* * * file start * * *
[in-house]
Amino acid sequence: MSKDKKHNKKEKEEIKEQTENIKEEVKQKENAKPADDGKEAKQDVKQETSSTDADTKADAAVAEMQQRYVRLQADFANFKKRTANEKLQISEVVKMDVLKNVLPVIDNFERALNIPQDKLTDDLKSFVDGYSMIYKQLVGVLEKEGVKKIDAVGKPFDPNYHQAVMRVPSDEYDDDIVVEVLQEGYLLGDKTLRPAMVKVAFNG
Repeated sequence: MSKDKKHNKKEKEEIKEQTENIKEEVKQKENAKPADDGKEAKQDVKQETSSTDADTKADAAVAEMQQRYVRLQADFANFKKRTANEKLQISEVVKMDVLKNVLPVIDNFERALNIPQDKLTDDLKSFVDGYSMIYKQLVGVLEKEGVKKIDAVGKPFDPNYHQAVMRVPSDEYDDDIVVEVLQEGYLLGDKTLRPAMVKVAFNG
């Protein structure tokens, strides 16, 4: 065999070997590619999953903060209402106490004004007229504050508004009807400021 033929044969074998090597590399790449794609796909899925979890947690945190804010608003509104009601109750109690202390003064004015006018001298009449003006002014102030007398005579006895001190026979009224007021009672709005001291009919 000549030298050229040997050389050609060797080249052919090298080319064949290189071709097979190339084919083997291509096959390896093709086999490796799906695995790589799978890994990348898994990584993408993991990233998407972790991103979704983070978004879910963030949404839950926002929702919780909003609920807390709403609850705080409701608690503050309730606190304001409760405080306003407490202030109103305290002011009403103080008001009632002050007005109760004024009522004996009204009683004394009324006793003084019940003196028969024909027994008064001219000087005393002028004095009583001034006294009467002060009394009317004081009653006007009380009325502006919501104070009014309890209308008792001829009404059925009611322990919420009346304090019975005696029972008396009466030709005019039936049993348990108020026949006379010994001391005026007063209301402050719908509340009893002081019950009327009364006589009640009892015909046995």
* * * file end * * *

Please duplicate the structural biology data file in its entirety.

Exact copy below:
[in-house]
Amino acid sequence: MSKDKKHNKKEKEEIKEQTENIKEEVKQKENAKPADDGKEAKQDVKQETSSTDADTKADAAVAEMQQRYVRLQADFANFKKRTANEKLQISEVVKMDVLKNVLPVIDNFERALNIPQDKLTDDLKSFVDGYSMIYKQLVGVLEKEGVKKIDAVGKPFDPNYHQAVMRVPSDEYDDDIVVEVLQEGYLLGDKTLRPAMVKVAFNG
Repeated sequence: MSKDKKHNKKEKEEIKEQTENIKEEVKQKENAKPADDGKEAKQDVKQETSSTDADTKADAAVAEMQQRYVRLQADFANFKKRTANEKLQISEVVKMDVLKNVLPVIDNFERALNIPQDKLTDDLKSFVDGYSMIYKQLVGVLEKEGVKKIDAVGKPFDPNYHQAVMRVPSDEYDDDIVVEVLQEGYLLGDKTLRPAMVKVAFNG
């Protein structure tokens, strides 16, 4: 065999070997590619999953903060209402106490004004007229504050508004009807400021 033929044969074998090597590399790449794609796909899925979890947690945190804010608003509104009601109750109690202390003064004015006018001298009449003006002014102030007398005579006895001190026979009224007021009672709005001291009919 000549030298050229040997050389050609060797080249052919090298080319064949290189071709097979190339084919083997291509096959390896093709086999490796799906695995790589799978890994990348898994990584993408993991990233998407972790991103979704983070978004879910963030949404839950926002929702919780909003609920807390709403609850705080409701608690503050309730606190304001409760405080306003407490202030109103305290002011009403103080008001009632002050007005109760004024009522004996009204009683004394009324006793003084019940003196028969024909027994008064001219000087005393002028004095009583001034006294009467002060009394009317004081009653006007009380009325502006919501104070009014309890209308008792001829009404059925009611322990919420009346304090019975005696029972008396009466030709005019039936049993348990108020026949006379010994001391005026007063209301402050719908509340009893002081019950009327009364006589009640009892015909046995």